Spindler, a German engineer who helped Apple break into the European market in the late 1980s, replaced John Sculley in 1993, about ten years after Sculley took the place of Steve Jobs. In each case, the CEO's departure could not be described as voluntary or happy.
Amelio has clearly taken to heart the title of his recent book; Profit from Experience, co-written with Bill Simon, chronicles Amelio's transformation of the National Semiconductor Corporation into a leaner, more profitable business. Since he joined the company in 1991 as president and CEO after leaving his president's post at Rockwell International, Amelio has been credited with the company's dramatic reversal of fortune, including record earnings the past two fiscal years. (The company lost money in eight out of the eleven years prior to his arrival.) Just last July, Amelio was elected chairman of National's board.
Amelio is no stranger to Apple; he has served on the company's board of directors since last year, and Apple has long been a National Semiconductor customer. At the same time, Amelio has been serving on the board of Pacific Telesis and is on the board of governors of the Electronics Industry Association.
The challenge before Amelio is to accomplish what Apple has been struggling to do since profit margins began to drop precipitously a few years ago: focus product lines and markets to maximize profit margins, while reducing costs. Apple's loss last quarter, despite record sales (both in unit volume and dollars), clearly shows that the company must change the way it does business in order to stop losing money.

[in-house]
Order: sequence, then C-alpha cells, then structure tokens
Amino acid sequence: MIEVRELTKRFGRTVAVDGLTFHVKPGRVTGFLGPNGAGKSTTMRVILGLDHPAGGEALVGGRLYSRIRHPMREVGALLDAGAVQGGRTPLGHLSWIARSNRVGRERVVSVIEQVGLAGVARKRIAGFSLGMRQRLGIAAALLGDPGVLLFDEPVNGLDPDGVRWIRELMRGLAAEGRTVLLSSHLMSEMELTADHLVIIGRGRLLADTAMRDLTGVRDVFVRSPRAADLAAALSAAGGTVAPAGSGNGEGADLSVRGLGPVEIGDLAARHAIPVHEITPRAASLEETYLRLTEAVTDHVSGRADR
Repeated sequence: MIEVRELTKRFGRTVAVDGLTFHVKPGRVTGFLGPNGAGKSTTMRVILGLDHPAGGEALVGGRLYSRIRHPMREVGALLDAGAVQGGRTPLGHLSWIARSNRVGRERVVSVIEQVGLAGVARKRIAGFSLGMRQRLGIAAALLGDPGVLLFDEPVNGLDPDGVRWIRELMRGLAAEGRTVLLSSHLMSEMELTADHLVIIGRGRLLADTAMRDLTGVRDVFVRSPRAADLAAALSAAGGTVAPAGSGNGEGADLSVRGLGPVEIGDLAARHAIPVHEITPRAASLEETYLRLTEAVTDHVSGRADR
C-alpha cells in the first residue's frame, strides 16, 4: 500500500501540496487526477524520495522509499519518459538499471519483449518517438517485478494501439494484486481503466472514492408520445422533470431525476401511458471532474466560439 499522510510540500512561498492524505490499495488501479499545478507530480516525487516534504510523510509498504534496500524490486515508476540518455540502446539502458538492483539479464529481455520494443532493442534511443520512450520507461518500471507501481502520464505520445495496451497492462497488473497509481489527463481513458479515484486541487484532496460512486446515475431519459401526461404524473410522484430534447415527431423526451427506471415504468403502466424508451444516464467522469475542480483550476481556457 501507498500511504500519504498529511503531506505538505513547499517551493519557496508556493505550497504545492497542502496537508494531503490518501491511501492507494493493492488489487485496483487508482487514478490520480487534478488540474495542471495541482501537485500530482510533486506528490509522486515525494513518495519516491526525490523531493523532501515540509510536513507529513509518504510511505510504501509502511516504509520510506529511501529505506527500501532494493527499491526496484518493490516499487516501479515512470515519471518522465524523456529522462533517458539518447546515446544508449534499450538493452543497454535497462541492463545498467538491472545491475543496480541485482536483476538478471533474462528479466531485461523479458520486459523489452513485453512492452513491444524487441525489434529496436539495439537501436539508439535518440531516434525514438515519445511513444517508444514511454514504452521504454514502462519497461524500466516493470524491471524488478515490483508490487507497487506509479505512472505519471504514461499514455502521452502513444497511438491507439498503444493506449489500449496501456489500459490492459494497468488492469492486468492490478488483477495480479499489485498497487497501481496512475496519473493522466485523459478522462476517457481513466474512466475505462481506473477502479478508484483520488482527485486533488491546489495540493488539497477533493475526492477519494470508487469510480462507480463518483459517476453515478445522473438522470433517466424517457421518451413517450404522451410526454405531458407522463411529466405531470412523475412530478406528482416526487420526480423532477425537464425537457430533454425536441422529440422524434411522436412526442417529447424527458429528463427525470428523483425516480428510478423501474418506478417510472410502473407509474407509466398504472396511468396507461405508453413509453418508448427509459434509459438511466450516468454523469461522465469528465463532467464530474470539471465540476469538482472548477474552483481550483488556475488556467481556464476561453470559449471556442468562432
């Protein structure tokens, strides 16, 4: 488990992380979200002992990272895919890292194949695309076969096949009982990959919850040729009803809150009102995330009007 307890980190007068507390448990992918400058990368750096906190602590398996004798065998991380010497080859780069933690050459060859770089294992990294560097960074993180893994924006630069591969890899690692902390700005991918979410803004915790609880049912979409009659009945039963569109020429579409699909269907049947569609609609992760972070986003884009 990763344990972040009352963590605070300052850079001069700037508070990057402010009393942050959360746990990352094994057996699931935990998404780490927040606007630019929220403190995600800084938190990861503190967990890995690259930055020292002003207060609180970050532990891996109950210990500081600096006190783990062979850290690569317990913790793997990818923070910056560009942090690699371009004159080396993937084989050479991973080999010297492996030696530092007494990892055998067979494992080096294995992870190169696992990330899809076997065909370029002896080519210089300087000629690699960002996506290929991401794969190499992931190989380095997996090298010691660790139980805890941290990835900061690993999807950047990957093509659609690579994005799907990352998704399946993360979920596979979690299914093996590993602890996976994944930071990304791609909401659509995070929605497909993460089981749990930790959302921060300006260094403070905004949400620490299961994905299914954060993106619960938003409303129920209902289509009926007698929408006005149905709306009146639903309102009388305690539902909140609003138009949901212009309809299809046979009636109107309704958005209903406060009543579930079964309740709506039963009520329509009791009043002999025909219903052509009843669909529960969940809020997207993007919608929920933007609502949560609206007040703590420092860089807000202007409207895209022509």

It's not likely to be an easy transformation for Apple; Amelio's successes at National came at the expense of thousands of layoffs, closed divisions, and shut down factories. At least the stock market seems to think the changes will be good for Apple. Even though Apple didn't release an official announcement until after the U.S. financial markets had closed, Apple stock traded heavily on Friday, closing at $29.25, up 88 cents, on the strength of National Semiconductor's 8:30 AM announcement of Amelio's departure and the quick spread of the unofficial news.
by Charles Wheeler <email@example.com>
[We don't have room for every comment we received about Macworld Expo, but we just had to make an exception for this list. -Adam]
You'll read about the "important" stuff in all the trade rags and online 'zines. Here's some of what really happened at Macworld Expo a few weeks back.
Biggest Presence on the Show Floor -- Power Computing. Many, if not most, of the machines on the floor were theirs, not to mention the big, loud, video wall. Next year's buy-out rumor will probably be Power Computing buying Apple.
Hottest Party -- Dantz. Literally, the hottest party. Held at the Cartoon Art Museum, this packed event overwhelmed whatever air conditioning there may have been. If not for the great food, refreshments and conversation, I'd have left. Glad I didn't.
Other Biggest Presence on the Show Floor -- The Web. Every vendor was hawking its application as a Web tool. "Known us for years as a [database / spreadsheet / word processor / graphics application / floor wax]? Well, surprise, we're really a Web site builder!"
Best Deal -- Fujitsu. The company offered formatted 128 MB optical disks for $5 each. That's about four cents per megabyte. I bought ten, or 1.25 GB, for $50.